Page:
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NIHR Themed Review Comprehensive Care - Older People Living with Frailty in Hospital
People are living longer and many are enjoying healthy lives. However, a significant percentage of older people are particularly vulnerable to even relatively minor changes in their circumstances, and so need particular attention when admitted to a hospital. Comprehensive Care looks at the concept of ‘frailty’ in older people living in hospital. It brings together NIHR research on what can be done to identify and manage the needs of this group of people and avoid potential problems. With the ri...
NIHR Signal An end of life strategy probably improved choice of where to die for people with severe respiratory disease
Most people prefer not to die in hospital, but the majority of patients with long-term diseases other than cancer end up dying there. In England, an NIHR study based on routine collected national data showed that roll-out of the End of Life Care strategy in 2004 was linked to a reduction in deaths in hospital. The number of deaths here fell by 6% for people with chronic obstructive pulmonary disease (COPD), and 3% for people with interstitial lung diseases. However, hospital deaths did not fall ...
NIHR Signal How nurses support families of intensive care patients towards the end of life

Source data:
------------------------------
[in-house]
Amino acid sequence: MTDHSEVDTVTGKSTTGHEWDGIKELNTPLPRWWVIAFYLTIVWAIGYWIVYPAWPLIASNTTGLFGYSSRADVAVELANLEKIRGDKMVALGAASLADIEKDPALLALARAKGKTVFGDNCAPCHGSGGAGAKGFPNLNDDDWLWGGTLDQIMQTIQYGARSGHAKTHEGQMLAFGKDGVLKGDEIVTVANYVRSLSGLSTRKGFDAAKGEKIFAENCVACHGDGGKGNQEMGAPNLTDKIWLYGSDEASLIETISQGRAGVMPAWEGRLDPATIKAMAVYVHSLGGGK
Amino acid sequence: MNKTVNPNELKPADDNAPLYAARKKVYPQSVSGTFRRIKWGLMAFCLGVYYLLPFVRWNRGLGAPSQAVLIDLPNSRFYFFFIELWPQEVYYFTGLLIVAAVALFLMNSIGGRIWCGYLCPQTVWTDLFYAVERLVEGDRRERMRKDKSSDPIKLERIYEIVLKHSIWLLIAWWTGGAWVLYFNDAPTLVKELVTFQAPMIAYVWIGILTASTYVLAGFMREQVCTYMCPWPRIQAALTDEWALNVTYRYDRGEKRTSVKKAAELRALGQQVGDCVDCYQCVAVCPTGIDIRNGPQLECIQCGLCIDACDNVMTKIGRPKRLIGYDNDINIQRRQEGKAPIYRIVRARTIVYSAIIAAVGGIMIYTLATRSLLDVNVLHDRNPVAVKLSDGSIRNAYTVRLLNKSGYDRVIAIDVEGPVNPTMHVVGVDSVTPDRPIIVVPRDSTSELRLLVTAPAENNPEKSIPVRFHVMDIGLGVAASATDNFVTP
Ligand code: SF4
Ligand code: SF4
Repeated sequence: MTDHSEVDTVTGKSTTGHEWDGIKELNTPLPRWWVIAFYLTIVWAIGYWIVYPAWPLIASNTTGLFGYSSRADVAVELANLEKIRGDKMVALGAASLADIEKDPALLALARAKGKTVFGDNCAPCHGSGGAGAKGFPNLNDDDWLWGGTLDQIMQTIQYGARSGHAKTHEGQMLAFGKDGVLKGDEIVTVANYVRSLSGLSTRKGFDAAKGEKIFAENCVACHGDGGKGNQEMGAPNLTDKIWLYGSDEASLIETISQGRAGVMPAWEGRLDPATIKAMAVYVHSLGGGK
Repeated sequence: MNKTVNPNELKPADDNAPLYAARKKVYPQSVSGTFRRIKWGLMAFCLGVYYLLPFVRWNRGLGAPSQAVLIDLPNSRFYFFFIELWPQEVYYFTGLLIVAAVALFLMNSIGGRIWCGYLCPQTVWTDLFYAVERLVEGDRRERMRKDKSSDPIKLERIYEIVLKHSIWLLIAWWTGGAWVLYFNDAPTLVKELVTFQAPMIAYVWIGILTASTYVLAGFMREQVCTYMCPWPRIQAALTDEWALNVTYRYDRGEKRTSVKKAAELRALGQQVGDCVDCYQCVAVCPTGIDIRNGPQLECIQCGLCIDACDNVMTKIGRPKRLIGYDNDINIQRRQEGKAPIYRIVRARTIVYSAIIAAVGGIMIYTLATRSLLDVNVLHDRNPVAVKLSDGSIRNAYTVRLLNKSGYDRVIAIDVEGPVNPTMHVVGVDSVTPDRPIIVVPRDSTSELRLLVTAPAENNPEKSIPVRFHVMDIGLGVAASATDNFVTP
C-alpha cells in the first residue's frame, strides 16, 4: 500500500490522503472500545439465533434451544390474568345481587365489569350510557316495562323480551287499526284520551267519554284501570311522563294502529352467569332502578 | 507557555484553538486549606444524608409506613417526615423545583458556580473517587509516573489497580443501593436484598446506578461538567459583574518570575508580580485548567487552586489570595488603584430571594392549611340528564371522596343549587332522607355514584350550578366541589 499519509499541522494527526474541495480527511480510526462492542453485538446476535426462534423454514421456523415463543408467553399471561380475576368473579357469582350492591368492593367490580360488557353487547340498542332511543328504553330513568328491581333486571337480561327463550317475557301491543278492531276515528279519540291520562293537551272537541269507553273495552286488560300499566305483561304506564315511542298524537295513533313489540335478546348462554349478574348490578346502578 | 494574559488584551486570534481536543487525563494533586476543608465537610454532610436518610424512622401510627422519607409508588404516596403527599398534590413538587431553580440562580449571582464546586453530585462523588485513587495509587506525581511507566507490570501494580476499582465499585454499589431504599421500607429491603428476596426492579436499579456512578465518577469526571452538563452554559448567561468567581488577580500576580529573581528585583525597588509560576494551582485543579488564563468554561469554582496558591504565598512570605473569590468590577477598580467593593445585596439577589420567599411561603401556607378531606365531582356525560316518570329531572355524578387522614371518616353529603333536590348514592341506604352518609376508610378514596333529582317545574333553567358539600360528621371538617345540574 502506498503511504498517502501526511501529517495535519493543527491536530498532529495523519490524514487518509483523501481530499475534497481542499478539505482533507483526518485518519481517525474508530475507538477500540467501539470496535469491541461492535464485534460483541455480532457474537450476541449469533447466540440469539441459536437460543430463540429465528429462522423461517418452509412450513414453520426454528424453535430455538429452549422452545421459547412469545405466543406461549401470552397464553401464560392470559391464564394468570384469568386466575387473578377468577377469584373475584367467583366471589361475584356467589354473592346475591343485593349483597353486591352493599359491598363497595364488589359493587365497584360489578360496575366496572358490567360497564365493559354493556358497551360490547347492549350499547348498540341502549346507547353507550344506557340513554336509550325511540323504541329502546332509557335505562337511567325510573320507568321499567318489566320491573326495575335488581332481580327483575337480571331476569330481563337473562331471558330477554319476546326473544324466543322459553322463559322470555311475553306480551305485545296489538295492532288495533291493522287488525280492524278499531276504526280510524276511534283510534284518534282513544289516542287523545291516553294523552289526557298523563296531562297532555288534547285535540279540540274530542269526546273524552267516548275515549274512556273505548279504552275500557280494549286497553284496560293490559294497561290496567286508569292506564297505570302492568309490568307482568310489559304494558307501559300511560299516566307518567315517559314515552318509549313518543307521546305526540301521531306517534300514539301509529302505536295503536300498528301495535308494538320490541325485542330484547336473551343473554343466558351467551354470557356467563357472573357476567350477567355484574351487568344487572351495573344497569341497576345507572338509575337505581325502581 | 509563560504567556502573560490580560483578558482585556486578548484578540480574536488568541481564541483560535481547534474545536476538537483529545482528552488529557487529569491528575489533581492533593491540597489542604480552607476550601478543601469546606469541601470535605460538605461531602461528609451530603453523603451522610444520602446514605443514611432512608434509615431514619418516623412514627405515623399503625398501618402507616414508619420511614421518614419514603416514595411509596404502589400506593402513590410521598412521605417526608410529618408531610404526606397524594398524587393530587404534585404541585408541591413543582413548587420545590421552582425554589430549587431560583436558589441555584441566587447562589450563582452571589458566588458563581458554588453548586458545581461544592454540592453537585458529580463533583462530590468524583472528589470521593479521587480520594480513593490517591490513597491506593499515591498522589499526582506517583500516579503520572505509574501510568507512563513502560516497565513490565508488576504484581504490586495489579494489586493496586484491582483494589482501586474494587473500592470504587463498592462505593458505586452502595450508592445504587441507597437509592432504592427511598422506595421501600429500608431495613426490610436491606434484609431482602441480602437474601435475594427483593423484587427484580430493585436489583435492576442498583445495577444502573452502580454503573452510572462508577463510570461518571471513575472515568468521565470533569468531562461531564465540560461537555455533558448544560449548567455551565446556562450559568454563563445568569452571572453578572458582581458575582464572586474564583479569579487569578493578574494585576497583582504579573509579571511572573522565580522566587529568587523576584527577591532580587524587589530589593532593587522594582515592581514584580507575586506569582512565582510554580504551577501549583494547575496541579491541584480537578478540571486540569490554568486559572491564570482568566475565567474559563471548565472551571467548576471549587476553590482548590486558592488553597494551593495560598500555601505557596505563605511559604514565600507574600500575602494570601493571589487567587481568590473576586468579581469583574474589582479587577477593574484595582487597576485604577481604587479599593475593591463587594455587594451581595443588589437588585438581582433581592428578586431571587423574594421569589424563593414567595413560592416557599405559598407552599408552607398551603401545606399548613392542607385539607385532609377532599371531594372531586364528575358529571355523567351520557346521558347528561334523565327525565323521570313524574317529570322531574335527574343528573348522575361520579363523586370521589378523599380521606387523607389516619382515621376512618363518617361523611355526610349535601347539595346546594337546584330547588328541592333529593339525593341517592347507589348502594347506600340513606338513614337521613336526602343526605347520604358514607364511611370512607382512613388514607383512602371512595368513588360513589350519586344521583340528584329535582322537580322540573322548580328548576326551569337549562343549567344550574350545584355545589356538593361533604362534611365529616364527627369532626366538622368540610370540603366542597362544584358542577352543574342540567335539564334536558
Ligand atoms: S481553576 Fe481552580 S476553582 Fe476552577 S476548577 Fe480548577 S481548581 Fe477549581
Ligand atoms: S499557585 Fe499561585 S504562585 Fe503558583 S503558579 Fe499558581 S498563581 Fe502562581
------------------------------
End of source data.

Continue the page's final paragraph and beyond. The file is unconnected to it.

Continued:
Families of people dying in intensive care need to receive personalised communication and ongoing support, and be involved in the dying process. Researchers gathered evidence on how nurses care for patients and their families in intensive care when life-sustaining treatment is withdrawn. The included studies explored the care of the family before, during and after the process. Most of the studies in this small, mixed methods review were qualitative. Reviewers identified three main ways, or the...
NIHR Signal A person’s preferred place to die often goes unrecorded in their notes
Most people say they do not want to die in hospital, but most people do die there. Where wishes are recorded, care is usually better. The preference was not thought to have been recorded for over 80% of people towards the end of life, in this study. People whose family knew they had a preferred place of death recorded by healthcare staff in England were more likely to avoid dying in hospital. They also had better home care support, quality of life and pain relief during the last three months of...
NIHR Signal How to improve ‘do not resuscitate’ decisions in England
This review has highlighted some variations in how ‘do not attempt cardiopulmonary resuscitation’ decisions are made across NHS hospitals. By describing the literature and giving examples where things have gone well and less well in the past it begins to surface promising areas for improvement. These include the designing and implementing of structured forms to record decisions, talking sensitively about the decisions with patients and their families early and letting other health pr...
NIHR Themed Review Better Endings - right care, right place, right time
Helping people to die with dignity, compassion and comfort is an important goal of any health service. Recent accounts have provided rich insights into some of the challenges for healthcare professionals trying to meet the needs of people at the end of life, ranging from reports of inequalities in access to specialist palliative care to skills and training gaps for general staff caring for the dying. Better Endings is the NIHR Dissemination Centre’s first Themed Review. It brings together evide...
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